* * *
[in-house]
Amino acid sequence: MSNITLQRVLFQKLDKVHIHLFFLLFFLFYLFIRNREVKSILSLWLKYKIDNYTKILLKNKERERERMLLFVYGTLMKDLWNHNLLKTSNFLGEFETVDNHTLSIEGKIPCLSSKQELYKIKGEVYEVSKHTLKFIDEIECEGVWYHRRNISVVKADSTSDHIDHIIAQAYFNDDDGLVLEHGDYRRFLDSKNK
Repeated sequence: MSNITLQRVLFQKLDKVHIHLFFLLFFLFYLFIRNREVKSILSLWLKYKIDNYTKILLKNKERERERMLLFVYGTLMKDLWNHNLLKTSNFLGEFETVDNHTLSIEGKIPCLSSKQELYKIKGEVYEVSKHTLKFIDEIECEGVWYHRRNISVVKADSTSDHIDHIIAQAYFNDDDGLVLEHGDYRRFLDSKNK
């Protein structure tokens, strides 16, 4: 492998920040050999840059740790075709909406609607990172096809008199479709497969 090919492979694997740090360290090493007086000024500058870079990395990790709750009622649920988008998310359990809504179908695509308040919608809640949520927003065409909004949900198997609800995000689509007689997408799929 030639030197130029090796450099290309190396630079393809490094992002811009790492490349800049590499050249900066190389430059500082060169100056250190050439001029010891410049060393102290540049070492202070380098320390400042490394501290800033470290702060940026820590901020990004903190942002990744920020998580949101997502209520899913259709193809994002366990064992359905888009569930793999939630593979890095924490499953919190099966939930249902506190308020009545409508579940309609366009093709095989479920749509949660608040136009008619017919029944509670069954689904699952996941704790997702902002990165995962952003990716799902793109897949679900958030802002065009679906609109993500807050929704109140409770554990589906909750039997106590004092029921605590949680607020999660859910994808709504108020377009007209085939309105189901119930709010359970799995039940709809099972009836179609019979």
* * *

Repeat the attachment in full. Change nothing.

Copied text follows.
[in-house]
Amino acid sequence: MSNITLQRVLFQKLDKVHIHLFFLLFFLFYLFIRNREVKSILSLWLKYKIDNYTKILLKNKERERERMLLFVYGTLMKDLWNHNLLKTSNFLGEFETVDNHTLSIEGKIPCLSSKQELYKIKGEVYEVSKHTLKFIDEIECEGVWYHRRNISVVKADSTSDHIDHIIAQAYFNDDDGLVLEHGDYRRFLDSKNK
Repeated sequence: MSNITLQRVLFQKLDKVHIHLFFLLFFLFYLFIRNREVKSILSLWLKYKIDNYTKILLKNKERERERMLLFVYGTLMKDLWNHNLLKTSNFLGEFETVDNHTLSIEGKIPCLSSKQELYKIKGEVYEVSKHTLKFIDEIECEGVWYHRRNISVVKADSTSDHIDHIIAQAYFNDDDGLVLEHGDYRRFLDSKNK
């Protein structure tokens, strides 16, 4: 492998920040050999840059740790075709909406609607990172096809008199479709497969 090919492979694997740090360290090493007086000024500058870079990395990790709750009622649920988008998310359990809504179908695509308040919608809640949520927003065409909004949900198997609800995000689509007689997408799929 030639030197130029090796450099290309190396630079393809490094992002811009790492490349800049590499050249900066190389430059500082060169100056250190050439001029010891410049060393102290540049070492202070380098320390400042490394501290800033470290702060940026820590901020990004903190942002990744920020998580949101997502209520899913259709193809994002366990064992359905888009569930793999939630593979890095924490499953919190099966939930249902506190308020009545409508579940309609366009093709095989479920749509949660608040136009008619017919029944509670069954689904699952996941704790997702902002990165995962952003990716799902793109897949679900958030802002065009679906609109993500807050929704109140409770554990589906909750039997106590004092029921605590949680607020999660859910994808709504108020377009007209085939309105189901119930709010359970799995039940709809099972009836179609019979």